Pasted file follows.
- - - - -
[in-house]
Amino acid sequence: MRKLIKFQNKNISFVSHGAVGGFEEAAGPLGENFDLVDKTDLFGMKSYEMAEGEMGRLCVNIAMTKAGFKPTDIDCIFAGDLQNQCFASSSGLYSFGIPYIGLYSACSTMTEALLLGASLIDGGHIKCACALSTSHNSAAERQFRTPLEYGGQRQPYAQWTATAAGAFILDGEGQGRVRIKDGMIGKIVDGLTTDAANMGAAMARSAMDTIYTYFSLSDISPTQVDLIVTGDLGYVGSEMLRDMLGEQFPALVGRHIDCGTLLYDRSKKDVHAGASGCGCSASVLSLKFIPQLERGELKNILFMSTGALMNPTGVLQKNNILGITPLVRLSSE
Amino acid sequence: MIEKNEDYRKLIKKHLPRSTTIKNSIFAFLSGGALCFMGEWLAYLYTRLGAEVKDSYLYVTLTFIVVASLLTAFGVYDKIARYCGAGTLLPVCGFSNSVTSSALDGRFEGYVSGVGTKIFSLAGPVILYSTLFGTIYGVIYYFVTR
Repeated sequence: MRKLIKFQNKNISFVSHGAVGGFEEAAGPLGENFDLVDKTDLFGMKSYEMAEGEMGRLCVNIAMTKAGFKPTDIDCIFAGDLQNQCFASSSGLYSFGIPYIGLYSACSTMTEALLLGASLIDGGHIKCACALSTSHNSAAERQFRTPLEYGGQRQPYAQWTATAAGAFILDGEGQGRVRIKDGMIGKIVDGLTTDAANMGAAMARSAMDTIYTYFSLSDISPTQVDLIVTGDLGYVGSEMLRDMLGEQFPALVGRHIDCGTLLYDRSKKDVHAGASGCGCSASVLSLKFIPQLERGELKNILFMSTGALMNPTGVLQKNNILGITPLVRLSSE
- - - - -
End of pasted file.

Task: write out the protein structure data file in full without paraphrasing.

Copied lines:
[in-house]
Amino acid sequence: MRKLIKFQNKNISFVSHGAVGGFEEAAGPLGENFDLVDKTDLFGMKSYEMAEGEMGRLCVNIAMTKAGFKPTDIDCIFAGDLQNQCFASSSGLYSFGIPYIGLYSACSTMTEALLLGASLIDGGHIKCACALSTSHNSAAERQFRTPLEYGGQRQPYAQWTATAAGAFILDGEGQGRVRIKDGMIGKIVDGLTTDAANMGAAMARSAMDTIYTYFSLSDISPTQVDLIVTGDLGYVGSEMLRDMLGEQFPALVGRHIDCGTLLYDRSKKDVHAGASGCGCSASVLSLKFIPQLERGELKNILFMSTGALMNPTGVLQKNNILGITPLVRLSSE
Amino acid sequence: MIEKNEDYRKLIKKHLPRSTTIKNSIFAFLSGGALCFMGEWLAYLYTRLGAEVKDSYLYVTLTFIVVASLLTAFGVYDKIARYCGAGTLLPVCGFSNSVTSSALDGRFEGYVSGVGTKIFSLAGPVILYSTLFGTIYGVIYYFVTR
Repeated sequence: MRKLIKFQNKNISFVSHGAVGGFEEAAGPLGENFDLVDKTDLFGMKSYEMAEGEMGRLCVNIAMTKAGFKPTDIDCIFAGDLQNQCFASSSGLYSFGIPYIGLYSACSTMTEALLLGASLIDGGHIKCACALSTSHNSAAERQFRTPLEYGGQRQPYAQWTATAAGAFILDGEGQGRVRIKDGMIGKIVDGLTTDAANMGAAMARSAMDTIYTYFSLSDISPTQVDLIVTGDLGYVGSEMLRDMLGEQFPALVGRHIDCGTLLYDRSKKDVHAGASGCGCSASVLSLKFIPQLERGELKNILFMSTGALMNPTGVLQKNNILGITPLVRLSSE